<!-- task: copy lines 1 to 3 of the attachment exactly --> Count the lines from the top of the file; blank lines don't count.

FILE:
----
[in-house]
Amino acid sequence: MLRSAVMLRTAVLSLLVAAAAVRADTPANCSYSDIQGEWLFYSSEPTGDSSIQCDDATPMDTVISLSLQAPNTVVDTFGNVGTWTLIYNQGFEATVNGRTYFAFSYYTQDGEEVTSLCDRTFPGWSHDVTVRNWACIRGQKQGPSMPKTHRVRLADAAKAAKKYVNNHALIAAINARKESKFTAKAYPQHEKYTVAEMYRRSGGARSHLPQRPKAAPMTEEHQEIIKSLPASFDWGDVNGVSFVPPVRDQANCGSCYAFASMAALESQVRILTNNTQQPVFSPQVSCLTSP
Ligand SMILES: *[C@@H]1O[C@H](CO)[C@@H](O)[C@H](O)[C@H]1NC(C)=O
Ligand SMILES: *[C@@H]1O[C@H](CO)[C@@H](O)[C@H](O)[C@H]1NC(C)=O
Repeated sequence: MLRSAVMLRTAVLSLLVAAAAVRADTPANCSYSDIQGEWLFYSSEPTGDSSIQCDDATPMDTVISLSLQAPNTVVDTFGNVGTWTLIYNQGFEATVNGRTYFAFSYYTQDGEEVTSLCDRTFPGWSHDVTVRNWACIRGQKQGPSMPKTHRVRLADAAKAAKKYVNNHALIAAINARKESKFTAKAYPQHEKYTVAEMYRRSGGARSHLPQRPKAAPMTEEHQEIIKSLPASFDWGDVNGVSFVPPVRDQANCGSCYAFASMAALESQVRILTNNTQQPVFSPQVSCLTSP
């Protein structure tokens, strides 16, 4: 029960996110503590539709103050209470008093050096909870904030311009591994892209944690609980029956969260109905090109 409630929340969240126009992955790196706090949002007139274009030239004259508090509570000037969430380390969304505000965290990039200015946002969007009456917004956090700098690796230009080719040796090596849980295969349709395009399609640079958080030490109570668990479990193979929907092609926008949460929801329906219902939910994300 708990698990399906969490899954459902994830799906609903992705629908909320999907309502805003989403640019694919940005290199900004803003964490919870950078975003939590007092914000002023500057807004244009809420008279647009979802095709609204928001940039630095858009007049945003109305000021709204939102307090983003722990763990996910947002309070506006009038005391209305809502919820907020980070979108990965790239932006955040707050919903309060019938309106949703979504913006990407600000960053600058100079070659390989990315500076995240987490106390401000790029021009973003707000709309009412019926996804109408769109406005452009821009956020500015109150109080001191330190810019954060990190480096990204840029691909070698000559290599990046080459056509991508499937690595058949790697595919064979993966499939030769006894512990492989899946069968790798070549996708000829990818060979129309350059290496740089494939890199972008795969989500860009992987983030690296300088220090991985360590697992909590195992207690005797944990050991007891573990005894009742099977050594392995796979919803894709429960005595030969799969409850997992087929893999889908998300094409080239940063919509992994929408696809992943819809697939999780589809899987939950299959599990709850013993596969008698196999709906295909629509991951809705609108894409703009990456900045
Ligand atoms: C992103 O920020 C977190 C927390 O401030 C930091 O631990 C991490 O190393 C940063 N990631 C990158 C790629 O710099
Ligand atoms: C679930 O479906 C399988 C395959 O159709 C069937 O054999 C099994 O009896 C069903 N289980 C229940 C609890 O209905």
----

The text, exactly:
[in-house]
Amino acid sequence: MLRSAVMLRTAVLSLLVAAAAVRADTPANCSYSDIQGEWLFYSSEPTGDSSIQCDDATPMDTVISLSLQAPNTVVDTFGNVGTWTLIYNQGFEATVNGRTYFAFSYYTQDGEEVTSLCDRTFPGWSHDVTVRNWACIRGQKQGPSMPKTHRVRLADAAKAAKKYVNNHALIAAINARKESKFTAKAYPQHEKYTVAEMYRRSGGARSHLPQRPKAAPMTEEHQEIIKSLPASFDWGDVNGVSFVPPVRDQANCGSCYAFASMAALESQVRILTNNTQQPVFSPQVSCLTSP
Ligand SMILES: *[C@@H]1O[C@H](CO)[C@@H](O)[C@H](O)[C@H]1NC(C)=O